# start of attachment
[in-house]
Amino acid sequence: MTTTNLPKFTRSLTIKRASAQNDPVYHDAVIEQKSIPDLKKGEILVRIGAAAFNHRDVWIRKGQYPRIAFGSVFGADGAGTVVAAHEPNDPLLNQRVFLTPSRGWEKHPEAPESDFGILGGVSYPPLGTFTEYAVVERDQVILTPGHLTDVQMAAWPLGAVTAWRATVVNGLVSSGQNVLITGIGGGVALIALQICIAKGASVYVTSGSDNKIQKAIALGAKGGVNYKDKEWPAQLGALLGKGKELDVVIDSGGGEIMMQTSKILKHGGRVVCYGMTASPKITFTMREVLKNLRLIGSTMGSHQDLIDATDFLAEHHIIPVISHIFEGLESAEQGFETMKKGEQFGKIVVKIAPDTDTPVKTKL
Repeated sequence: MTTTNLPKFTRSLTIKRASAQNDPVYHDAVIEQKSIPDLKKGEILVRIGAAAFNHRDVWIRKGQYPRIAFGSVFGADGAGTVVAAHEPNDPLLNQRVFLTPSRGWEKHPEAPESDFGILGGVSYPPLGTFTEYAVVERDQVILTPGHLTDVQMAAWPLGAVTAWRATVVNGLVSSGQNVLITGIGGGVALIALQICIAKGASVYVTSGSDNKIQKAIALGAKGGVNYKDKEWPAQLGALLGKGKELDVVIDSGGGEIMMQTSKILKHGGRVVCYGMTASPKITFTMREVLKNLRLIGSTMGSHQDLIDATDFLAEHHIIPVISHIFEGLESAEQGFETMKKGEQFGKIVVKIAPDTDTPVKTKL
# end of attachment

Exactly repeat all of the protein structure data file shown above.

[in-house]
Amino acid sequence: MTTTNLPKFTRSLTIKRASAQNDPVYHDAVIEQKSIPDLKKGEILVRIGAAAFNHRDVWIRKGQYPRIAFGSVFGADGAGTVVAAHEPNDPLLNQRVFLTPSRGWEKHPEAPESDFGILGGVSYPPLGTFTEYAVVERDQVILTPGHLTDVQMAAWPLGAVTAWRATVVNGLVSSGQNVLITGIGGGVALIALQICIAKGASVYVTSGSDNKIQKAIALGAKGGVNYKDKEWPAQLGALLGKGKELDVVIDSGGGEIMMQTSKILKHGGRVVCYGMTASPKITFTMREVLKNLRLIGSTMGSHQDLIDATDFLAEHHIIPVISHIFEGLESAEQGFETMKKGEQFGKIVVKIAPDTDTPVKTKL
Repeated sequence: MTTTNLPKFTRSLTIKRASAQNDPVYHDAVIEQKSIPDLKKGEILVRIGAAAFNHRDVWIRKGQYPRIAFGSVFGADGAGTVVAAHEPNDPLLNQRVFLTPSRGWEKHPEAPESDFGILGGVSYPPLGTFTEYAVVERDQVILTPGHLTDVQMAAWPLGAVTAWRATVVNGLVSSGQNVLITGIGGGVALIALQICIAKGASVYVTSGSDNKIQKAIALGAKGGVNYKDKEWPAQLGALLGKGKELDVVIDSGGGEIMMQTSKILKHGGRVVCYGMTASPKITFTMREVLKNLRLIGSTMGSHQDLIDATDFLAEHHIIPVISHIFEGLESAEQGFETMKKGEQFGKIVVKIAPDTDTPVKTKL